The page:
Should India acknowledge the atrocities it caused on Nagas?
Kohima, April 29 (EMN): ‘Should India acknowledge and apologise for the atrocities inflicted upon the Nagas? Yes, because Nagas were treated as if they were, and are, secessionists. Only secessionists can be treated in the way India treated the Nagas’. This was a statement made by peace activist and member of the Forum for Naga Reconciliation (FNR), Niketu Iralu.
He was responding to a query raised by a Kohima based journalist, Vibi Yhokha during a recent public interaction initiated by the FNR in Kohima as part of the forum’s ‘Walking the Naga Day’ series, on whether the FNR in its quest for reconciliation could to get India to acknowledge the atrocities that have happened over the years. Part of the day’s discussion explored the potentials for a true reconciliation, not just within the Naga family, but beyond, in the concept of overall healing and opening a path for walking together and to fully embrace the future.
The journalist pointed out that Indo-Naga peace talks that have been going on were all about ‘Naga independence and recognising the unique identity of the Nagas’ but never about acknowledging the atrocities that were committed upon the Naga people by the Indian armed forces.
Iralu explained that Nagas are not secessionists because they have made it very clear in their declaration to the Simon Commission in 1929 that the Nagas, as a people, would decide their own future. This was reaffirmed on 14 August 1947, a day before India gained independence. However, he pointed out, India came in and treated the Nagas as though they had agreed to be part of India and then tried to secede from that agreement.
“The younger generation must understand this…The people of India must know this: Nagas are not against India. Nagas are not anti-India…Indians were not around when the British came. Nobody was here, thus, we have decided to become a nation. So, to treat us as if we are secessionists like other groups in India…. I think that is why we say India should apologise to us. If we can get India to apologise on that issue, our political status will become very clear and the people of India will understand more and more why the Nagas have put up such a furious fight,” Iralu stated.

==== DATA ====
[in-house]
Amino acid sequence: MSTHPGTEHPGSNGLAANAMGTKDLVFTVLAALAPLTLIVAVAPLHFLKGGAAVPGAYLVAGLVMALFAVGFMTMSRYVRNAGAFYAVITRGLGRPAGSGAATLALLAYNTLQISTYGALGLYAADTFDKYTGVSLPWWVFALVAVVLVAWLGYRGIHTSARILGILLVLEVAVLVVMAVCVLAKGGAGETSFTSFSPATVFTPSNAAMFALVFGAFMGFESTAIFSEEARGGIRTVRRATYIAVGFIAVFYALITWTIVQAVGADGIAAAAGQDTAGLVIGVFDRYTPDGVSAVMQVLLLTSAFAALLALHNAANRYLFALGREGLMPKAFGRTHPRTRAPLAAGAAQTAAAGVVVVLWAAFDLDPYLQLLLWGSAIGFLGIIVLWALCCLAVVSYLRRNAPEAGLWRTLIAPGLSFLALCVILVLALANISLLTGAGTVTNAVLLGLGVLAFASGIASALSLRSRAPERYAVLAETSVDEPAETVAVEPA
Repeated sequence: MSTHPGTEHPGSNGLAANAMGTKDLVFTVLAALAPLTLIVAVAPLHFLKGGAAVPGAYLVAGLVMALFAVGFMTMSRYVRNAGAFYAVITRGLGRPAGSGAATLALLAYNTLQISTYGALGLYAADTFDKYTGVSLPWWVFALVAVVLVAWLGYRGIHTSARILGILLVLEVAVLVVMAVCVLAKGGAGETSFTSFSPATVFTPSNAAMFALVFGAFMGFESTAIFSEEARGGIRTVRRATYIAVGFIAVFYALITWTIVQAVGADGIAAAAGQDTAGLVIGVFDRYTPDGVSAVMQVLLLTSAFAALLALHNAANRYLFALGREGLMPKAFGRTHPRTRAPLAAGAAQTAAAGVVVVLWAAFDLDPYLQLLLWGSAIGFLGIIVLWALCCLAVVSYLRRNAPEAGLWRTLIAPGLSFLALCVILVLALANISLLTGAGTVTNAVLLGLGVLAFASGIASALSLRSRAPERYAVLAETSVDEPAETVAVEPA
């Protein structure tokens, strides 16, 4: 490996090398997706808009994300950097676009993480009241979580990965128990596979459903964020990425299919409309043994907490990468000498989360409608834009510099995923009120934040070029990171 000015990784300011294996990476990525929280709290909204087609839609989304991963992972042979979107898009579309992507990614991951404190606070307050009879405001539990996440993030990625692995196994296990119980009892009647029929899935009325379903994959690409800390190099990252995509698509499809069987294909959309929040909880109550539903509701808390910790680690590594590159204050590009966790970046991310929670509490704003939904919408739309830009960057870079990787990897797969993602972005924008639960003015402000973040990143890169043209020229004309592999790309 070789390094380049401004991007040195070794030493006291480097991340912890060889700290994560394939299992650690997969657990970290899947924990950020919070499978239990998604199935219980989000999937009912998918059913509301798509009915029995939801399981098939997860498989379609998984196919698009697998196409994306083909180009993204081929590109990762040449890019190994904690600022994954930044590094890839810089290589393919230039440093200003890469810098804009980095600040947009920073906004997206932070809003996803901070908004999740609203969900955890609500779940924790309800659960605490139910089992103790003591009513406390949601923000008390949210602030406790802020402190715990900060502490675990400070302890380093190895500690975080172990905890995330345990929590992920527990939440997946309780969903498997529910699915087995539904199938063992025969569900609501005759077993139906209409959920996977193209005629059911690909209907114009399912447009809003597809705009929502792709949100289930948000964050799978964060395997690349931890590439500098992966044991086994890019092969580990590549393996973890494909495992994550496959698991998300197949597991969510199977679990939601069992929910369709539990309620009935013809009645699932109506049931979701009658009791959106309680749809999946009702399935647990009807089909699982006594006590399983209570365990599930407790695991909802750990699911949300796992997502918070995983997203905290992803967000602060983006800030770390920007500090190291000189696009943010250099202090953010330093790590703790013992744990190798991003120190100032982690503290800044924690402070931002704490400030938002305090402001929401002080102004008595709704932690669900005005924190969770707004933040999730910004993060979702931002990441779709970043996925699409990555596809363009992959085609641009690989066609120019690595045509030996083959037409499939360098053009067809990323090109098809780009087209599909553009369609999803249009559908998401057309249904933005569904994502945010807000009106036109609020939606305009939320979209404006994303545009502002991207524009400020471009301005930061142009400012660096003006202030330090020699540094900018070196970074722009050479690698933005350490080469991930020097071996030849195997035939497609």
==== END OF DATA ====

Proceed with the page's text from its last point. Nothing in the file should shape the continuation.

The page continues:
Amplifying the point that India needs to acknowledge and apologise to the Nagas, academician and FNR member Visier Sanyu said this was a historical process which imperial powers are made to understand the wrongs they have done. Recalling instances in the history of other nations and communities across the world including the Australian national apology to the Aborigines in 2008 (after 200 years) for overall healing, he said the government of India at the moment was not likely to acknowledge it but the Nagas have the right to an apology. He held that it was very important that the educated Nagas have to keep fighting until India apologises and some restitution is given for the lives and the villages they have burned down.
FNR convener Rev. Dr. Wati Aier, in a practical note, said Nagaland statehood came about after many years of struggle and the people behind the statehood had not been prepared for the outcome. He recalled that every agreement had resulted in an outburst of violence and militarism was unleashed in the state. Although many people did not like or accept the coming of the statehood, but the paradox is, he pointed out, many are enjoying the benefits of statehood.
Now, at a point when another agreement is in the offing, the FNR leader appealed to the people not to make the same mistakes that were made before. “Whether we like it or not, changes will come. So many of us may not like what is in the future, but in the process, we will become part of the system,” he said.
Towards this end, he said the FNR’s stand was that, whatever may come, Nagas must become one. “The most important thing is, we need to emotionally integrate ourselves,” he asserted.
Mention may be made here that the ravages of statehood and militarism have left the Naga people in a bitter and dim backdrop, traces of which, can still be found in heaps in many areas. Even in the state capital Kohima, the way of life is still typical of those trouble-torn days, with shops in the main town rushing to close by five o’clock in the evening till today.